Leicestershire Cares has engaged with the Independent Review of Children’s Social Care in England since its launch. We responded to their initial Call for Evidence, submitted feedback to the Case for Change, and have met with the Chair to share the thoughts of our staff and young people on how the Review has been conducted and its opportunities.

Through our engagement with the Review and our work with care-experienced young people, we developed five specific asks that we submitted to the reviews’ Call for Ideas. These aim to provide some tangible, practical and easily implemented actions which could create real change for care-experienced people. We look forward to seeing the Review’s final recommendations in spring 2022.

Idea 1: Corporate parenting

Context: Young people tell us that their only engagement with their local authority is through their PA or the leaving care/social care teams. This does not reflect the full responsibility of the local authority as a corporate parent. In addition, our engagement with local councillors suggests that, despite their good intentions, few are aware of their full responsibilities as a corporate parent or the number of/challenges faced by care-experienced young people in their ward.

Idea: All councillors have to undergo at least a half day training on their corporate parenting responsibilities when they take up their position. All councillors are expected to have spoken with at least 3 to 4 care-experienced young people from their ward throughout the year.

Impact: Councillors understand and take corporate parenting seriously and build their understanding of CEYP, which should lead to more informed oversight and decision making about children’s social care in the local authority.

Idea 2: It takes a village to raise a child.

Context: Our work draws strength from building connections between young people and business, the community and their local authority. Businesses and community groups have opportunities, skills and experience they can offer to CEYP. However, in our experience, local authorities do not draw on these links to support young people in developing sustainable relationships that could continue to support them beyond the “care cliff” at age 25.

Idea: All local authorities should have in place plans which show how they will work with community groups and the business sector to support CEYP, and these are monitored and reported against on an annual basis. PAs and 16+ workers should be set objectives related to networking and building relationships with businesses and local community groups and draw on these to create opportunities for young people to grow and thrive.

Impact: Leads to far more resources, perspectives, skills and experience being made available for CEYP. CEYP build relationships with organisations, groups and services beyond their PA which can continue to support them long after they leave care.

Idea 3: Young people’s voices

Context: While there is legislation in place which aims to ensure young people’s voices are heard by social care professionals, young people often feel this is tokenistic and that they are rarely listened to by the workers that support them. This is compounded by a lack of knowledge about how they can provide constructive feedback on their workers’ support.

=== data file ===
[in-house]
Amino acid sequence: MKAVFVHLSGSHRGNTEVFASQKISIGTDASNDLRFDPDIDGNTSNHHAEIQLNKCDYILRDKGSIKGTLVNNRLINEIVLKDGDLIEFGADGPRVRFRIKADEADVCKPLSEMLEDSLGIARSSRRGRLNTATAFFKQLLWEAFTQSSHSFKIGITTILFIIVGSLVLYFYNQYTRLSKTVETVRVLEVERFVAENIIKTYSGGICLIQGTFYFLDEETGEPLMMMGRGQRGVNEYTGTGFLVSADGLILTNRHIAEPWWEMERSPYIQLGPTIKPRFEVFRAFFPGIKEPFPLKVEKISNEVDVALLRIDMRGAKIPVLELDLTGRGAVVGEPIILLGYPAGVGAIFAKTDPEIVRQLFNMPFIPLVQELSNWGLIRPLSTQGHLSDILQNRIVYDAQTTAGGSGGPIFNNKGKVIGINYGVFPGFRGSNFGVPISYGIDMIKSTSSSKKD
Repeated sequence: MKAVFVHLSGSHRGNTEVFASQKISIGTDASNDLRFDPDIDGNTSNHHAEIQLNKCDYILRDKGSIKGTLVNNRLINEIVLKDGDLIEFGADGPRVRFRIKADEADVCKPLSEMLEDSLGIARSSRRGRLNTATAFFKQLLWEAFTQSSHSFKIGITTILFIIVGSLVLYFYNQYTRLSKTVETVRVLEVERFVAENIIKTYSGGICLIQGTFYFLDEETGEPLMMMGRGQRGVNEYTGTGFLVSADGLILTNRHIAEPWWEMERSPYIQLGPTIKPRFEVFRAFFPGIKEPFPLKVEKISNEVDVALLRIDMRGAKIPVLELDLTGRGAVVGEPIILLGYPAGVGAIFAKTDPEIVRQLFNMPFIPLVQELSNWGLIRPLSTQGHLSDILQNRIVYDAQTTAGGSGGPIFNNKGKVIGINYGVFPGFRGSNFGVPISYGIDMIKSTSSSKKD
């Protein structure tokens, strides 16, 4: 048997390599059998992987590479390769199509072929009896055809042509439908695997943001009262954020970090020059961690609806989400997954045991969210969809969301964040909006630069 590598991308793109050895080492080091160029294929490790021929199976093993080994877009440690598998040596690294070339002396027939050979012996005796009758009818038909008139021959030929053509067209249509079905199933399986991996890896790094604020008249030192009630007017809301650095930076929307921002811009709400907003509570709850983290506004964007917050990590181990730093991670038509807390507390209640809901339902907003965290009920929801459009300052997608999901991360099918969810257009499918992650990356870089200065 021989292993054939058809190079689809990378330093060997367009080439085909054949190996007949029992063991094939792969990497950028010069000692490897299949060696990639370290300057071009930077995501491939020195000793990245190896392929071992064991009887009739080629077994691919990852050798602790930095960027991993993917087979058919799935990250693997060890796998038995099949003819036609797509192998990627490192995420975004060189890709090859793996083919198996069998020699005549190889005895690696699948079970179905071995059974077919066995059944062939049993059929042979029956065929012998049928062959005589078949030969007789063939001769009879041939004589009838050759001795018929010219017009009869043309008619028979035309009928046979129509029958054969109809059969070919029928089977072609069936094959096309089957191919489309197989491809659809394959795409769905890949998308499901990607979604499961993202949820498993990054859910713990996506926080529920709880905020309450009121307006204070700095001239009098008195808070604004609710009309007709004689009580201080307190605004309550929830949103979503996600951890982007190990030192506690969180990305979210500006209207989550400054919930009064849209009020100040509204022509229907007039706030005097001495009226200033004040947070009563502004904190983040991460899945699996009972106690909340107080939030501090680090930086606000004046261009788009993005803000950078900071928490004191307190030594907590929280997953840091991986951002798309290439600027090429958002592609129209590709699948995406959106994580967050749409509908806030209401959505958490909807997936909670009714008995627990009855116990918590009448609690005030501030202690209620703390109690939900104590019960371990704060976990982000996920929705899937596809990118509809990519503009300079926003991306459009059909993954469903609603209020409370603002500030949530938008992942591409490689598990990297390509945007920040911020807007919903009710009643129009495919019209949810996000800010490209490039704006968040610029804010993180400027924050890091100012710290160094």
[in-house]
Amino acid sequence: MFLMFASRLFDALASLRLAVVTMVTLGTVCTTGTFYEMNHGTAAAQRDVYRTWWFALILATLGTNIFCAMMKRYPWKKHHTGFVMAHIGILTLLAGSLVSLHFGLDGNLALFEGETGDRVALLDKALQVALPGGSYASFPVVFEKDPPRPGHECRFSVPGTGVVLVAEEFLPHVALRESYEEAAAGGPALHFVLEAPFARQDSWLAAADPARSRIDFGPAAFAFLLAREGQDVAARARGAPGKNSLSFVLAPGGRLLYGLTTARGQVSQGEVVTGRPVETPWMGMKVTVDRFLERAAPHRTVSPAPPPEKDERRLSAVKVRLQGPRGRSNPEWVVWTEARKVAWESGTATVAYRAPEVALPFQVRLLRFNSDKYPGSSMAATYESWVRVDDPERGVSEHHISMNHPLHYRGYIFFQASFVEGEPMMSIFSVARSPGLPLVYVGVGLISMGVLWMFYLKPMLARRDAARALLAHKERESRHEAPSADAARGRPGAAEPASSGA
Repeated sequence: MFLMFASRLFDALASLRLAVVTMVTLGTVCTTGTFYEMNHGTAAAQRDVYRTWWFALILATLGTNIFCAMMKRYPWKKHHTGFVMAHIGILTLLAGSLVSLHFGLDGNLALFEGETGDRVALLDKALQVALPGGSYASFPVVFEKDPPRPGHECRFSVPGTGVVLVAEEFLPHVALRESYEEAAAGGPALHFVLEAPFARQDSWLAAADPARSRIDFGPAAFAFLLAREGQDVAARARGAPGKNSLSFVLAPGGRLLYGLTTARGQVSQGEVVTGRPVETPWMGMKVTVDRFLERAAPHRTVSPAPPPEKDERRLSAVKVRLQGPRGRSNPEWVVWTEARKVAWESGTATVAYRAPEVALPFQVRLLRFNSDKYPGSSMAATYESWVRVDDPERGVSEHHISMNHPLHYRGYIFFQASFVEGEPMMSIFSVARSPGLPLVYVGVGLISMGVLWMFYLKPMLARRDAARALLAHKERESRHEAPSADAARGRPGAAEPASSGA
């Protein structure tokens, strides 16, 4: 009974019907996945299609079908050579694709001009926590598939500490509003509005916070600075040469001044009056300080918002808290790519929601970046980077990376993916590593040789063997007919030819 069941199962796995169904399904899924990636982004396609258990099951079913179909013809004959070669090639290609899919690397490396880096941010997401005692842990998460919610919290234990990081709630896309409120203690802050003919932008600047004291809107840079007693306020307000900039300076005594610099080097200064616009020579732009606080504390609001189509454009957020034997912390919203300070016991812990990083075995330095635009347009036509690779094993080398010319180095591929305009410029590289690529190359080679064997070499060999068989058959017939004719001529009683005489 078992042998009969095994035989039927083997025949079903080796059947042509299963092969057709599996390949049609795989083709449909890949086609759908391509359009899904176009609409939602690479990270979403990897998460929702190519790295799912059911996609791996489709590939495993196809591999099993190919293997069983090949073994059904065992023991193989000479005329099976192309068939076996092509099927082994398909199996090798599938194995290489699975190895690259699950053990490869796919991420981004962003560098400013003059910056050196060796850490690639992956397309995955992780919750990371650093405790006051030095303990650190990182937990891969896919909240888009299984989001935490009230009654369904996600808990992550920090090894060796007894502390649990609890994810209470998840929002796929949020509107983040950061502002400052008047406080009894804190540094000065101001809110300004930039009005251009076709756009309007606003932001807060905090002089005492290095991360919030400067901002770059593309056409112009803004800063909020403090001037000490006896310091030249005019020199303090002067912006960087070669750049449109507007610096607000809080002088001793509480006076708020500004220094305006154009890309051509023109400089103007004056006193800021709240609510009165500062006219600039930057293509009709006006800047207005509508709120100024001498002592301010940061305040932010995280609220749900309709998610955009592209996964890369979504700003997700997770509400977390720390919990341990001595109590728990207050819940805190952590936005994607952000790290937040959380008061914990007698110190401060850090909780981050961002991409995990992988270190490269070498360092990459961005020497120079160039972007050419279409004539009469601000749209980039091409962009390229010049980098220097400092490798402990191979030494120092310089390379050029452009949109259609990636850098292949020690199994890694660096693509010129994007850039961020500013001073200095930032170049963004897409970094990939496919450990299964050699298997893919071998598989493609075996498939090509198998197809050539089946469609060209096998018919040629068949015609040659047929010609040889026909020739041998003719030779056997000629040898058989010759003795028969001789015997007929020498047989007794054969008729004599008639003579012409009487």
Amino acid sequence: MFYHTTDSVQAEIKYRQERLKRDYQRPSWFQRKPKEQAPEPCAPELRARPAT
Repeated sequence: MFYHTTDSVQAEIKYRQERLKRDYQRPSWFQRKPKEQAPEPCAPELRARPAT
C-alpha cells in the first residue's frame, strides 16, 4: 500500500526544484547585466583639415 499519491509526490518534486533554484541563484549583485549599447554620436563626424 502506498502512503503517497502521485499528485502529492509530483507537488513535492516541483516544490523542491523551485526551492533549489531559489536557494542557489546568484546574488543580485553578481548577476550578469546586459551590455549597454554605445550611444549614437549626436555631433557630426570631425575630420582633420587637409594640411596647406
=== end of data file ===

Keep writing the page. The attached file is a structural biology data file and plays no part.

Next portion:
Idea: Social workers/care workers/16+ workers’ appraisals should include 360-degree feedback from the young people they work with.

Impact: Ensures young people’s voices are fed into staff development and performance management, improving quality of support and services. Young people gain more insight into the roles of the people supporting them and how the system works, and feel they have a say in the way they are supported.

Idea 4: Procurement

Context: Local authorities spend billions of pounds a year on contracts which are awarded to the private sector. Many have social value clauses which require businesses to state how they will benefit the local community, but often too little consideration is given to how this could be leveraged to directly support local authorities’ young people.

Idea: All government and local authority tendering should include a provision where firms have to commit to supporting CEYP through a range of options such as offering work placements, apprenticeships, mentoring and support to CEYP groups (see our Promise to Care for some great examples of this). The Care Leaver Covenant could be used to capture this and provide a reward/badge for businesses who deliver on their commitments.

Impact: Opening up a range of opportunities for CEYP to take steps towards training and employment, and help pull in the resources and expertise of the private sector who benefit from billions of pounds of public sector funding each year.

Idea 5: CEYP-led training for professionals

Context: Young people often tell us that they do not feel their PAs or other support workers are fully aware of CEYP’s rights and entitlements, and therefore cannot advocate effectively on their behalf. In addition, while there are many professionals with lived experience working in social care, the vast majority have never experienced what CEYP have been through and need support to empathise with young people and understand their viewpoint.

Idea: CEYP should be supported to develop training and awareness raising tools for professionals across local authorities, education providers, community and business, about the issues they face and their rights/entitlements.

Impact: To help raise awareness, open doors and build connections between young people and the community, businesses and local authorities. To help ensure that all workers are clear on the entitlements of CEYP, and young people will gain skills and a deeper understanding of their rights.

Read the original post at Leicestershire Cares.